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Meet History of Royals editor James Hoare

Meet James Hoare, editor-in-chief of brand new magazine History of Royals, as he reveals all the secrets and scandals of misbehaving monarchs.

From secret affairs to betrayals, do you think your readers will be surprised by the antics of historical royals?
I think our readers will be surprised by just how wide-reaching the implications are of such seemingly small decisions. What does it matter what a King or Queen gets up to behind the closed doors of their padded boudoir? Well, if said King or Queen wields even a slither of influence, then it does matter!

For a history magazine it’s absolutely compelling because we get to explore some of the most important events in our shared past, but through individuals. Stories are always more fascinating and affecting when they have human dramas at the centre of them. With History of Royals we get to explore fairy-tale romances and torrid affairs, family dramas and feuds, shocking betrayal and intrigue, battlefield heroism and tragedy, but then show the epic consequences of these events.

What is the best part of being the editor in Chief of History of Royals?
As Editor in Chief I get to work with some incredible people, from our team here in the office, to our pool of freelance writers and historians. They really are the best at what they do. The most satisfying thing for me is seeing all of these individuals come together and share their incredible knowledge, great writing and big ideas, bespoke illustration and graceful design, and build something so much bigger than the sum of its parts.

What prompted your fascination with history?
I’ve been madly in love with history for as long as I can remember. My dad was born before the Second World War and his memories brought so much immediacy to the things I saw on television or film as a child, from outside toilets and tin baths by roaring fireplaces, to rationing, air raids and National Service. The past wasn’t another country - it was a part of my life. That view has absolutely informed the way I devoured history as both a child and a bigger child.

What’s your take on historical dramas like The Tudors? Are they generally accurate? And are they useful in encouraging public interest in history?
As long as they credit history as an inspiration, but don’t purport to actually be depicting history, then I think they’re doing a perfectly fine job and they’ve certainly encouraged interest in the period. A good example of this is Game of Thrones - a TV show set in what is a clearly defined fictional world of dragons and magic, but one that has inspired real, quantifiable interest in the historical conflict that inspired it: the Wars of the Roses.

Who is your favourite royal and why?
I’m a big fan of St Hilda, Abbess of Whitby. She was born a member of the royal house of the Anglo-Saxon Kingdom of Deira, and brought up in the Kingdom of Northumbria after her father was killed. Needless to say opportunities for women in turbulent 7th Century England weren’t exactly great - let alone a woman from an exiled royal family - but Hilda took up the habit instead, founded the original abbey at Whitby and became arguably the most powerful woman in the Anglo-Saxon world.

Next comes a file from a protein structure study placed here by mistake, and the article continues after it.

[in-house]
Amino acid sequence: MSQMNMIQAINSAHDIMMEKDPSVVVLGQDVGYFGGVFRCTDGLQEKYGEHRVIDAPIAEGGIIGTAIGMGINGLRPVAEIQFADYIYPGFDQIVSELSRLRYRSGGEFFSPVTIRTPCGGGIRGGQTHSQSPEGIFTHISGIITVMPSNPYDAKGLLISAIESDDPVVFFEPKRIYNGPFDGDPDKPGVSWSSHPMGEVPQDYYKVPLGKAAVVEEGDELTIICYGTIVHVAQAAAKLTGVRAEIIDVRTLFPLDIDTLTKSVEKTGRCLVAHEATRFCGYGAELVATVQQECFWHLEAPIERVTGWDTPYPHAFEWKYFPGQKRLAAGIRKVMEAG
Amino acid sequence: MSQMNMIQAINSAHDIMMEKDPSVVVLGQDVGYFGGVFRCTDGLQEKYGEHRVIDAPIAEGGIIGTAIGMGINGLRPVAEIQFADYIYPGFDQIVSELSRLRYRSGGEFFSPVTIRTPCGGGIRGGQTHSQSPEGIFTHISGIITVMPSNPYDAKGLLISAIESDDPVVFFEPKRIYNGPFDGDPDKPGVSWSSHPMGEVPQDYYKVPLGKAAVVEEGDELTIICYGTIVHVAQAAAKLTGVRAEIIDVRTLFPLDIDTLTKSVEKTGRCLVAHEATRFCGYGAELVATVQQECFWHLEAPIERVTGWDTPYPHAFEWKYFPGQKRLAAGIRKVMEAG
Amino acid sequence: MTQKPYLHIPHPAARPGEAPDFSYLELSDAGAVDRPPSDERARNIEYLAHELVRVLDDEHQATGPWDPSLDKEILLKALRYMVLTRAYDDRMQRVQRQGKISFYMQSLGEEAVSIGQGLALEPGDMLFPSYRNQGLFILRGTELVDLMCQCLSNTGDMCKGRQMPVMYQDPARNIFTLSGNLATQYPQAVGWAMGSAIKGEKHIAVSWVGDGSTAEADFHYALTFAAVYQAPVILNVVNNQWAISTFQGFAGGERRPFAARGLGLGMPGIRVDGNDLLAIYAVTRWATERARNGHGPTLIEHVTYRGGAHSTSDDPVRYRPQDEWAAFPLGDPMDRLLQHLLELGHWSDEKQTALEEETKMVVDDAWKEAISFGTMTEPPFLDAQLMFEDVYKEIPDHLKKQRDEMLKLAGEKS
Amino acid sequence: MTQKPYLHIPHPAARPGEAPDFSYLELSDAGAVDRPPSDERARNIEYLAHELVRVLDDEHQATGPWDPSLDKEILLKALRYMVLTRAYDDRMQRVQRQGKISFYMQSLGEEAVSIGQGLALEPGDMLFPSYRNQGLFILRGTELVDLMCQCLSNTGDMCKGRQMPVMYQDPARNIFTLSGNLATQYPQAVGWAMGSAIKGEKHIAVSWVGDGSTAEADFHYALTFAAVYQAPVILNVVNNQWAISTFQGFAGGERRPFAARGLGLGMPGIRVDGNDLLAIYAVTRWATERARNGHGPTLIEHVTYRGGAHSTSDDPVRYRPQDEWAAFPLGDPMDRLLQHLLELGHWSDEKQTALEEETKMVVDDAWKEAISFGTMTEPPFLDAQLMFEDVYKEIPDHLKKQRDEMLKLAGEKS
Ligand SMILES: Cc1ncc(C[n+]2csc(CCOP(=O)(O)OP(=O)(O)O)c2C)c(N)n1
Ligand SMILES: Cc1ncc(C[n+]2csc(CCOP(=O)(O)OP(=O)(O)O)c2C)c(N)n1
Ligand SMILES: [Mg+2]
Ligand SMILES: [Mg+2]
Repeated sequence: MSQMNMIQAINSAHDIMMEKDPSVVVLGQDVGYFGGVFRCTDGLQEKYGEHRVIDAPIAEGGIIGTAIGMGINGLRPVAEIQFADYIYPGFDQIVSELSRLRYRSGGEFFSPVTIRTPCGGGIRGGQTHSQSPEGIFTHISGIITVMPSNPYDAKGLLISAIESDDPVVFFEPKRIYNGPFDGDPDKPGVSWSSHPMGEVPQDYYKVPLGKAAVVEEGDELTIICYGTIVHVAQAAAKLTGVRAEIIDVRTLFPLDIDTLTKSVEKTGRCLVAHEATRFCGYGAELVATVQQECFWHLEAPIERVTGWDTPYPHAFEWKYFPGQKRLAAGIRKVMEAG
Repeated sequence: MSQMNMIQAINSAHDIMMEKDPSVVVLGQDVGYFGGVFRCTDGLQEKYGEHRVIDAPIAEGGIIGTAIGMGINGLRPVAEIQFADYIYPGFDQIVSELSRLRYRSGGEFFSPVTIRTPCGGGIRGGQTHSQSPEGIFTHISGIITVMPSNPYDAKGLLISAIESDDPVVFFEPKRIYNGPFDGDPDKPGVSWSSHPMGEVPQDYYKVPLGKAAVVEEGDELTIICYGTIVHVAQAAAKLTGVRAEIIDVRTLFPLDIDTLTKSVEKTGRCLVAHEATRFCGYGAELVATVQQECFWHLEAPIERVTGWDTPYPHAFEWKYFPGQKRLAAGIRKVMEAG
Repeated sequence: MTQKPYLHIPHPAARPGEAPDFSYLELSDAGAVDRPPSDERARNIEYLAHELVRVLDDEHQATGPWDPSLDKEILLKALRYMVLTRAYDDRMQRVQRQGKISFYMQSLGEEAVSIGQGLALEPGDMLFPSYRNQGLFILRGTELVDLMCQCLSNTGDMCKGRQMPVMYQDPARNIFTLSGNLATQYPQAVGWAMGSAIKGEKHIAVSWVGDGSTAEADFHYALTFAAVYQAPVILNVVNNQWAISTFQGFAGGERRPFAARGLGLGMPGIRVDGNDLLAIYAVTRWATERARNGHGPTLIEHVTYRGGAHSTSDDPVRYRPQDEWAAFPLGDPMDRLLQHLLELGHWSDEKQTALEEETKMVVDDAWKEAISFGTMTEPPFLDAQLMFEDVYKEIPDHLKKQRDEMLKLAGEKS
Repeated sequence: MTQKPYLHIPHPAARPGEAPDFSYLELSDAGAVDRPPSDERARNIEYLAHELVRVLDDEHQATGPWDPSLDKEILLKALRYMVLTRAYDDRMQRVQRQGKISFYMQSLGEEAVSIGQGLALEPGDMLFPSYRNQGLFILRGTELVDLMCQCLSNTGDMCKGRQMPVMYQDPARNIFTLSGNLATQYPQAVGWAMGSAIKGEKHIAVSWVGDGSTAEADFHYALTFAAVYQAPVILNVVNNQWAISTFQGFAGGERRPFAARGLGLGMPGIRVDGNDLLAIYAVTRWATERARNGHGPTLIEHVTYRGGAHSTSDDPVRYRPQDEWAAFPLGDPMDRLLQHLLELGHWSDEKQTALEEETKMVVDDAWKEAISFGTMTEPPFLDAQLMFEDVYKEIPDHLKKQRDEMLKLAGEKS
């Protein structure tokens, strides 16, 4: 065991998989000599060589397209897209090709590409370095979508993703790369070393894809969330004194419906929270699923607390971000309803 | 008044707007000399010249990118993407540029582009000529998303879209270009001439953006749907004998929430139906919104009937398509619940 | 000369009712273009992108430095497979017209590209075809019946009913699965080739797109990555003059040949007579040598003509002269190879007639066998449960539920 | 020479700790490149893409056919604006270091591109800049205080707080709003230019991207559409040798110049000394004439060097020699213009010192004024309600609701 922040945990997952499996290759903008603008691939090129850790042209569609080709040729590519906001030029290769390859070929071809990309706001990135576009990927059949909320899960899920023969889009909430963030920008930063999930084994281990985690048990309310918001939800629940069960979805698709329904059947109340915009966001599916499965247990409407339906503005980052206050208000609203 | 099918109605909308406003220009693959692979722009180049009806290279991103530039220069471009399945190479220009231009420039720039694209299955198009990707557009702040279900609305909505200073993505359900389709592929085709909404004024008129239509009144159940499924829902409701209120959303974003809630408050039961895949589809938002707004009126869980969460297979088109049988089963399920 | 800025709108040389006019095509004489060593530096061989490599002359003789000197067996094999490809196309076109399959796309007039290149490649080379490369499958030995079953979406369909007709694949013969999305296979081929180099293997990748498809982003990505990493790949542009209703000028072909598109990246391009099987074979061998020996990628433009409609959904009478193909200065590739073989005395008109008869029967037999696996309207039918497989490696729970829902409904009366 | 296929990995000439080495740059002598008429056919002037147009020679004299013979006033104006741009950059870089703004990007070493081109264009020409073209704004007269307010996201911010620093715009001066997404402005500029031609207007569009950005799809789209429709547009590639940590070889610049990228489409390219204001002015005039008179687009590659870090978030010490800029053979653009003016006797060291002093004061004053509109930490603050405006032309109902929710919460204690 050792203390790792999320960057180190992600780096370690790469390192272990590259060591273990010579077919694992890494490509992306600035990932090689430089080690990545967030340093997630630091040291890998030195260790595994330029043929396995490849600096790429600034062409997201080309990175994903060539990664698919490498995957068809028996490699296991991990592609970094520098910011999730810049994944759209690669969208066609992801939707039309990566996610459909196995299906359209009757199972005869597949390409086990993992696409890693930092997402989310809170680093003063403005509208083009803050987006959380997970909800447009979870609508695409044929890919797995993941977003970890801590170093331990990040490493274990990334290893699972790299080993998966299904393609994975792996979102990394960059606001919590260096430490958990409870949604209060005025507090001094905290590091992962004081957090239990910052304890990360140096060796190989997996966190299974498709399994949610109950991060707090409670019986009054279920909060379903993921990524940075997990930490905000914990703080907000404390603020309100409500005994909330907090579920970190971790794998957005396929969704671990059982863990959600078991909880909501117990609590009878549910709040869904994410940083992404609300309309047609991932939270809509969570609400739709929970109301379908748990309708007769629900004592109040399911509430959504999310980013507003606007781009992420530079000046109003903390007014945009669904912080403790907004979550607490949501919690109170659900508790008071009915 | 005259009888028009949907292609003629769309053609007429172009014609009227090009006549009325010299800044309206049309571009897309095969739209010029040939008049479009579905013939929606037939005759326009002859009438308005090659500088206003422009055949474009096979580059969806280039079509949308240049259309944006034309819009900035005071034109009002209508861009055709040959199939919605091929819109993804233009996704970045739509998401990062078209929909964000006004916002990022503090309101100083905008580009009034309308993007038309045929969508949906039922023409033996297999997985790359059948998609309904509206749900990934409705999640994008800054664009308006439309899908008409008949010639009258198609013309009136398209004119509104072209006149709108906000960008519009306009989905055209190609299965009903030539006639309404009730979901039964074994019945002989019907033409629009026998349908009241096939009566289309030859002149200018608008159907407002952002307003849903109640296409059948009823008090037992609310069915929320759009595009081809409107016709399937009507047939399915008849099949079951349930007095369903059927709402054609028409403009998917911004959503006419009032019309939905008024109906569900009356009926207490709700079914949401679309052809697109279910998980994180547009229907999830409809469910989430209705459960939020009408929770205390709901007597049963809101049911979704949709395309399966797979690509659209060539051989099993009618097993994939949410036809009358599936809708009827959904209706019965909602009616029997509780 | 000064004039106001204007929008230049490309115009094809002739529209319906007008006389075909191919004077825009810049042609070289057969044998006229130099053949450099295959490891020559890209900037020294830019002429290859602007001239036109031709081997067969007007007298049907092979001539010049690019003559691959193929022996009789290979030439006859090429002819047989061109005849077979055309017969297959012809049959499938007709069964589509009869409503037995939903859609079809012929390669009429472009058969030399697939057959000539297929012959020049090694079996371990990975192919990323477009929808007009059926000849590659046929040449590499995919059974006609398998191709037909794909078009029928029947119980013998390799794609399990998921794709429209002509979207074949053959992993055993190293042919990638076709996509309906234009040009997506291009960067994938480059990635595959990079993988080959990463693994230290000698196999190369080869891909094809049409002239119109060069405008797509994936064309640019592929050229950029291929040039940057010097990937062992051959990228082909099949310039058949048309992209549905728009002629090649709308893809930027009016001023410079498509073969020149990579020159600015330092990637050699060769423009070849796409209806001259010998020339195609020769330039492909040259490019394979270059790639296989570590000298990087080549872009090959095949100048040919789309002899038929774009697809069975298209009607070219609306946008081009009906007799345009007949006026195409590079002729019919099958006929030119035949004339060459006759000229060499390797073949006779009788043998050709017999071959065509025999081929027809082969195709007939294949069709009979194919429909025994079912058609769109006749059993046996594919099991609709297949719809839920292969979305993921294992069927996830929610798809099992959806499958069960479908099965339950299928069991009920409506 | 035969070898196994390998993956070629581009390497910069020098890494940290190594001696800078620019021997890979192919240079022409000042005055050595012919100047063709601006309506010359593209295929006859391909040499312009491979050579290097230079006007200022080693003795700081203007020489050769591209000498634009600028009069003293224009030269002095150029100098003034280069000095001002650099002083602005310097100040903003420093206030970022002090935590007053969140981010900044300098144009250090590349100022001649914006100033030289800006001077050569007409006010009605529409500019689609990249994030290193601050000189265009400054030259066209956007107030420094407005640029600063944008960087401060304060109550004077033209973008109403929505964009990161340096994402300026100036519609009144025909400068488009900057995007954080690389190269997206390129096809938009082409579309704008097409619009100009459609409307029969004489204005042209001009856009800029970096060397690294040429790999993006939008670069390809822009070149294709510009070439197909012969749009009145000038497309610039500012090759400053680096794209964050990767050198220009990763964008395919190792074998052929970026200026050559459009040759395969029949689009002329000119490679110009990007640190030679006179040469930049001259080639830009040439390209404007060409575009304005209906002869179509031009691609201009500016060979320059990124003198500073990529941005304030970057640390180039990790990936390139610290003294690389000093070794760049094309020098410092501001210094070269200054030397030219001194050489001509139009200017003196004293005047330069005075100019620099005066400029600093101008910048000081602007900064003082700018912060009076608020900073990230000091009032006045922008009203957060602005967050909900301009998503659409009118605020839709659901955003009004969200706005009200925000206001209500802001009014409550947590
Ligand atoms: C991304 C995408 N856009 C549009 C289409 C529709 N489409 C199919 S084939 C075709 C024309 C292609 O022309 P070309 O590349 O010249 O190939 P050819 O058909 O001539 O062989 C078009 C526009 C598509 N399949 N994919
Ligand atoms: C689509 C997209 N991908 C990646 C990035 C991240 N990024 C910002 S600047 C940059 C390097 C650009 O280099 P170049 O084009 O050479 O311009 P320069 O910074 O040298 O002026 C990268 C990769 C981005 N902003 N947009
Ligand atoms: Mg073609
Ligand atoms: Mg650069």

Do you think young royals like the Duke and Duchess of Cambridge have helped a younger generation engage with British history?
There’s always going to be an ebb and flow of popularity depending on so many factors, but the last couple of years have been really transformative for the Royal Family. The Queen’s Diamond Jubilee and the London Olympics gave royalism a boost, while the royal wedding, the births of Prince George and Princess Charlotte, have placed them in the foreground. This figurative passing of the baton has been followed by a literal one as Her Majesty scales down her duties, and the Duke and Duchess take on more public engagements.

The Queen’s 90th birthday is coming up; how significant is this moment in royal history?It’s an amazing achievement. The Queen is very much a living link to some of the most incredible moments in British - and world - history. Her story is the story of Britain’s changing place on the global stage, of the decline of Empire and the rebirth of the United Kingdom as the heart of a new empire of popular culture, fashion, film, music, literature and learning.

What are the benefits for subscribers? Why subscribe?
There’s the tangible benefits - a 40% saving on the cover price, and getting the magazine delivered to the comfort of your palace before it goes on sale - but I think the intangible benefits are just as important. As a History of Royals subscriber, you’re the member of an incredible global community of like-minded individuals, you’ll have opportunities to shape the direction of the magazine, help us find ways to do bigger and better things, and help us decide on content for the next few issues.

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